Go to the store and buy a product, and it is almost a sure thing that there will be some packaging waste. Even a piece of fruit has a little sticker on it you have to get rid of. Electronics seem to be the worst when it comes to packaging...those hard plastic cases that require heavy duty tools to help cut them open, and every part of an electronic device seems to come in its own little bag inside a bigger bag that is inside a box that is packed with foam and then sealed shut with tape. Most of the time, no matter what brand you choose, YOU come home with all that packaging YOU have to throw out. It makes YOU look like the bad guy that is generating the waste. But you aren't. That company did it. Obviously, some packaging is needed for a variety of reasons; shipping, storage, reducing damage to products, and theft prevention at the store. But when YOU are paying the city bill for your waste pickup, and most of the waste you put out for pickup is product packaging, YOU are the one getting the raw deal. So what can you do about it?
LEARN. Educate yourself on products, brands, and stores. Use your almighty dollar to buy (i.e. 'vote for') brands and companies that take responsibility for packaging. Companies need to use recycled material for packaging, and the packaging needs to also be recyclable when you have unpacked your product. This is called EXTENDED PRODUCER RESPONSIBILITY (EPR), or sometimes it is called PRODUCT STEWARDSHIP. Think of it this way: in 'the old days', you bought a product and expected it to work; the producer was responsible only for that, and usually your stuff came with a warranty of some sort. But now, EPR is the way things should be done: the producer of the product should be responsible not just for the functionality of a product, but also for the the entire lifecycle of the product. This means the product and packaging are both generated in a way that doesn't use up lots of our limited natural resources, the product itself should function in an economical and environmentally safe manner, and when the product and packaging reach the end of their useful life they should not be expected to just be tossed 'away' into a giant hole in the ground (see previous blog titled "Where is away?").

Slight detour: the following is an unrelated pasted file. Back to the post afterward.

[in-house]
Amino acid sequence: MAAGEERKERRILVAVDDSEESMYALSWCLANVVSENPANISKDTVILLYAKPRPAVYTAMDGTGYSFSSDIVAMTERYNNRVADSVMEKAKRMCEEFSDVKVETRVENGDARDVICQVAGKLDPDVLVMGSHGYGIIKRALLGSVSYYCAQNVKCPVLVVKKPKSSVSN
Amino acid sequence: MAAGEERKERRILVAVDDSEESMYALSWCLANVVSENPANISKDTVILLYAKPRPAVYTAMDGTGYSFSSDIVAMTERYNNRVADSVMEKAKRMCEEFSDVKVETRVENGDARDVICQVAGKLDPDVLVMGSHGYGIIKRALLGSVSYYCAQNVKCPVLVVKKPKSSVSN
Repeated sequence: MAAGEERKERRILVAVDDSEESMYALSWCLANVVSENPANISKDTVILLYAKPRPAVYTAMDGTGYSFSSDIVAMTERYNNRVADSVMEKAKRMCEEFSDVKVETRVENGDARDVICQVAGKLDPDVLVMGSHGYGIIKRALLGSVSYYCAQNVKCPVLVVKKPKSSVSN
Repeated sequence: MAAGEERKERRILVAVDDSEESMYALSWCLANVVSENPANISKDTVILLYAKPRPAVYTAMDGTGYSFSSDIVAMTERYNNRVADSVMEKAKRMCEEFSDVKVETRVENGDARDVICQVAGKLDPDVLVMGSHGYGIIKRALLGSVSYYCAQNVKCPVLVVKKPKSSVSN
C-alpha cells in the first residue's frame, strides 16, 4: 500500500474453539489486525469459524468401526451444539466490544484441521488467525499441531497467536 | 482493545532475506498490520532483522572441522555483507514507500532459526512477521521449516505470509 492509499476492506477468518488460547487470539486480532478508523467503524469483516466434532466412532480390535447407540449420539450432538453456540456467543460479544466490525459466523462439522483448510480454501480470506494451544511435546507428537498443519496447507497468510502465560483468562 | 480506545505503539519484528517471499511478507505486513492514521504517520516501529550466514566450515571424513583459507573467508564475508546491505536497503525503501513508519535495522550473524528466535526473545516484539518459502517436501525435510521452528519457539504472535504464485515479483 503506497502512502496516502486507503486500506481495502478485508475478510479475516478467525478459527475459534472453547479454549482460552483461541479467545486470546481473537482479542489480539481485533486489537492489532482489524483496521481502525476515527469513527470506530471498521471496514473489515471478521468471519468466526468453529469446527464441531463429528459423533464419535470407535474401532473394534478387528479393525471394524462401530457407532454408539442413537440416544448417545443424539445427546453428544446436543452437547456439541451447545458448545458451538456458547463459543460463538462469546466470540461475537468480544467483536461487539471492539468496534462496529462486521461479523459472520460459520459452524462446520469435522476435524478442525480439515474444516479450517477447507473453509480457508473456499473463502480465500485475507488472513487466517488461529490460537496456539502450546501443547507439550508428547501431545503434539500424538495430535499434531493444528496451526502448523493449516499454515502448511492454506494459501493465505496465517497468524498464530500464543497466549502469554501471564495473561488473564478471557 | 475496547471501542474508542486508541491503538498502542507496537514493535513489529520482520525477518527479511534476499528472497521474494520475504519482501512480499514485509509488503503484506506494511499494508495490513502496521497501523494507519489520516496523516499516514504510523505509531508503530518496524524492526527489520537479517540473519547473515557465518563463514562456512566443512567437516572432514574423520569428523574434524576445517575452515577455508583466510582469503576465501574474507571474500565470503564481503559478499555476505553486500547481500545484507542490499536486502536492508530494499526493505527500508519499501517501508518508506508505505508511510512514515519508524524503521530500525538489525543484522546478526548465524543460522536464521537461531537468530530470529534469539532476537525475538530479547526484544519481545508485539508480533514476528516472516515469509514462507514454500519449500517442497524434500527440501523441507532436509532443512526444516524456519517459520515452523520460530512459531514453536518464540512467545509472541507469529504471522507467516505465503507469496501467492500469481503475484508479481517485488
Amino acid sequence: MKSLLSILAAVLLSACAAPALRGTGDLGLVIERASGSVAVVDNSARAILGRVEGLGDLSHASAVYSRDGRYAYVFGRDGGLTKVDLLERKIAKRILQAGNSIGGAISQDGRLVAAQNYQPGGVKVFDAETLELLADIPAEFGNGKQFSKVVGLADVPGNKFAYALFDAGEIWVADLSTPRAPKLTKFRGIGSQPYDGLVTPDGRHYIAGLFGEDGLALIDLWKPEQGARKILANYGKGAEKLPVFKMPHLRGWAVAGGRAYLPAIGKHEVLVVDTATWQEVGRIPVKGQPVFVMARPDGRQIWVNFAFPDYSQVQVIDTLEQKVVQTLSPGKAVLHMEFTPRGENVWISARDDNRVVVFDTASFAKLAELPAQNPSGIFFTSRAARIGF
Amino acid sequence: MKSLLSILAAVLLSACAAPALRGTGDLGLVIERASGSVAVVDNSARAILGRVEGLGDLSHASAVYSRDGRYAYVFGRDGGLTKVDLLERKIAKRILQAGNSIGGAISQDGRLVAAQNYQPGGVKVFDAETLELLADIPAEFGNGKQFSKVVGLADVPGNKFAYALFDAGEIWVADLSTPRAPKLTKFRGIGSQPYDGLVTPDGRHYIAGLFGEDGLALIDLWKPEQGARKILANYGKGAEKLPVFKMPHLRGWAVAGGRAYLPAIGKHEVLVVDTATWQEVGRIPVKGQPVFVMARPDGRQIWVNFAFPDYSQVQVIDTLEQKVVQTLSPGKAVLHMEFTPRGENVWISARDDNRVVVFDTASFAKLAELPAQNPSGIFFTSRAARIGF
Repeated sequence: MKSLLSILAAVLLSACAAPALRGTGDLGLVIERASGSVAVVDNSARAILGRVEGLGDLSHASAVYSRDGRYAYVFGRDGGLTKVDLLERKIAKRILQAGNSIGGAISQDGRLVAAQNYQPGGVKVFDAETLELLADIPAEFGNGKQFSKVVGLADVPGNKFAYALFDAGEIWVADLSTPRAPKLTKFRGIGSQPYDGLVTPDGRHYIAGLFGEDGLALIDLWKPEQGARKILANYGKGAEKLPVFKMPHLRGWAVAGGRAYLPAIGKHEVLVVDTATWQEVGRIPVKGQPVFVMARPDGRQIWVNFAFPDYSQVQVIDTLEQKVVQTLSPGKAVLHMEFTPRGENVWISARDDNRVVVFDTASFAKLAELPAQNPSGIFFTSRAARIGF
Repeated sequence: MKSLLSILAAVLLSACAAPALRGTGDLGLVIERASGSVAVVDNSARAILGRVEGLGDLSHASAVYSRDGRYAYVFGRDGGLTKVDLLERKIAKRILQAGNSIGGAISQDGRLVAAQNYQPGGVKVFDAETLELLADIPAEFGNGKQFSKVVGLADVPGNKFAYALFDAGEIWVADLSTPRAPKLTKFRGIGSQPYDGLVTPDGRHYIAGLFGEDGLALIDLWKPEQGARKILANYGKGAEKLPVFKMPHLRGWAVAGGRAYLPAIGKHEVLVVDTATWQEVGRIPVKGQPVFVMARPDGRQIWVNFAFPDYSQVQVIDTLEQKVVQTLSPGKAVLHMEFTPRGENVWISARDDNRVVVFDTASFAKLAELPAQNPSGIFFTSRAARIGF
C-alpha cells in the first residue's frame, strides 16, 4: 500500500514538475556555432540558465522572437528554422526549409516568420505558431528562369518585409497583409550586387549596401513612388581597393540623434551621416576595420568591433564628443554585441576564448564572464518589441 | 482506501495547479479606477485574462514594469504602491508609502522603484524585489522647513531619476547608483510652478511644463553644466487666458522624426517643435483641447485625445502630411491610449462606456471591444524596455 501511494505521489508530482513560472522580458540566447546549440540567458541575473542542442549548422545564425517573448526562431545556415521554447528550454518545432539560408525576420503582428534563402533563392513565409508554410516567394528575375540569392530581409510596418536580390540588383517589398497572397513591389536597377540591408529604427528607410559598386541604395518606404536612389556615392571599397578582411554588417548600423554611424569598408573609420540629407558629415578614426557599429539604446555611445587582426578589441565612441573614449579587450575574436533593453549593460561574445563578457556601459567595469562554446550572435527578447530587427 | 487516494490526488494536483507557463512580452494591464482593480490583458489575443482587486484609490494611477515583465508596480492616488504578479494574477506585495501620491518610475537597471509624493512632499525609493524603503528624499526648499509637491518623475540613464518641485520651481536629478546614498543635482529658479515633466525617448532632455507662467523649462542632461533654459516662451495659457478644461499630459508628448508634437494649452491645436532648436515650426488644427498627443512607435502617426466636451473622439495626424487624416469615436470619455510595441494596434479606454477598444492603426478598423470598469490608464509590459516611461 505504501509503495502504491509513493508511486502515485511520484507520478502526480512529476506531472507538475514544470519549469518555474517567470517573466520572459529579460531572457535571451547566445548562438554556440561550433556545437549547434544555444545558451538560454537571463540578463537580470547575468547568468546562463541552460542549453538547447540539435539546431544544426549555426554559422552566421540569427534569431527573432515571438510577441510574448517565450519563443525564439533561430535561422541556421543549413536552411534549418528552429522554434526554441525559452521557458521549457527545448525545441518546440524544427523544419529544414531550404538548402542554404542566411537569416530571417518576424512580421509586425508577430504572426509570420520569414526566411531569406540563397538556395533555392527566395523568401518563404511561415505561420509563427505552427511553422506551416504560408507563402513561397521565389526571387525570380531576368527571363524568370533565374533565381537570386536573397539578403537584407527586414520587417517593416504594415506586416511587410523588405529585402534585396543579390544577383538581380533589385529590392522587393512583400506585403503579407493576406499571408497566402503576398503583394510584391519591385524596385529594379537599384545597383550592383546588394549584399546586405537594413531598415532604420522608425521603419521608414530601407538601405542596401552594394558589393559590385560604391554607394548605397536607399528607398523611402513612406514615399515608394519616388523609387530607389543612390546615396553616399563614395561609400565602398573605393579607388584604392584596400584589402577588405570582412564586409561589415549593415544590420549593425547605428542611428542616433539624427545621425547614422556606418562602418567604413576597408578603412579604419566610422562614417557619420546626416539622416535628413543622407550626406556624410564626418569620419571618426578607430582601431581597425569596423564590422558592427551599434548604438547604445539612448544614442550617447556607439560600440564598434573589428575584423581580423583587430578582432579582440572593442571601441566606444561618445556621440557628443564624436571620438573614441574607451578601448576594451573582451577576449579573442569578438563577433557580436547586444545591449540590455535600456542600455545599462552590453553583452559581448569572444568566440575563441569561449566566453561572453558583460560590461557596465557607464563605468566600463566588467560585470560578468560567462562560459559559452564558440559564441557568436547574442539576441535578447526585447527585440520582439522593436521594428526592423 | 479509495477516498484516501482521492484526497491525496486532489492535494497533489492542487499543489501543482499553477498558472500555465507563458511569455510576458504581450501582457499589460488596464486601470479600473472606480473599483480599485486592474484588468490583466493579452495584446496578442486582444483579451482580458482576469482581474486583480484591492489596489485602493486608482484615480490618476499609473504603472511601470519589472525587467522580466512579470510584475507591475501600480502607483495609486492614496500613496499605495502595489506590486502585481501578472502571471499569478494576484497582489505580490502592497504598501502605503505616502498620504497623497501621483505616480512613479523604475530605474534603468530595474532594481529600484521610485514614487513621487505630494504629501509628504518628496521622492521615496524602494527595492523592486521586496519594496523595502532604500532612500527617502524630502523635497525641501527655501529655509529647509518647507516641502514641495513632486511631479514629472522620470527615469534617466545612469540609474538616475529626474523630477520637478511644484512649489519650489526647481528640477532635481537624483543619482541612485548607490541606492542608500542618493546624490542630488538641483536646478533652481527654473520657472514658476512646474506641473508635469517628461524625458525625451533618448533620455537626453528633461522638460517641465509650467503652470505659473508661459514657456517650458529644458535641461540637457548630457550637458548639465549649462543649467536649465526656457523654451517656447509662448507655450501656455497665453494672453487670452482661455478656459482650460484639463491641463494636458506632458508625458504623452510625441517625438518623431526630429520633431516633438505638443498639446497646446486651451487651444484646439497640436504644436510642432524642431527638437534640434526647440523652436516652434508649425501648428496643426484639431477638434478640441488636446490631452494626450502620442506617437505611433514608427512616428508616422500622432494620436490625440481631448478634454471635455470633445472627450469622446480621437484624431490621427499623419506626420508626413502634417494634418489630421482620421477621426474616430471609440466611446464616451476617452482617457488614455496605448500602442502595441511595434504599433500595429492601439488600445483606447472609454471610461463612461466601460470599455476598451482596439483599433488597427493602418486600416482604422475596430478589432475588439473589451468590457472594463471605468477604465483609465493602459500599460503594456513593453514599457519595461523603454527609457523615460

Many companies now take responsibility for the entire lifecycle of their products, and those are the companies you should be buying from. YOU are the one that can help shift our entire economy to being green by doing this. When you buy from the responsible companies, the other less responsible companies will step up to change their practices so they can try to get your dollars too. Let's look at a few examples: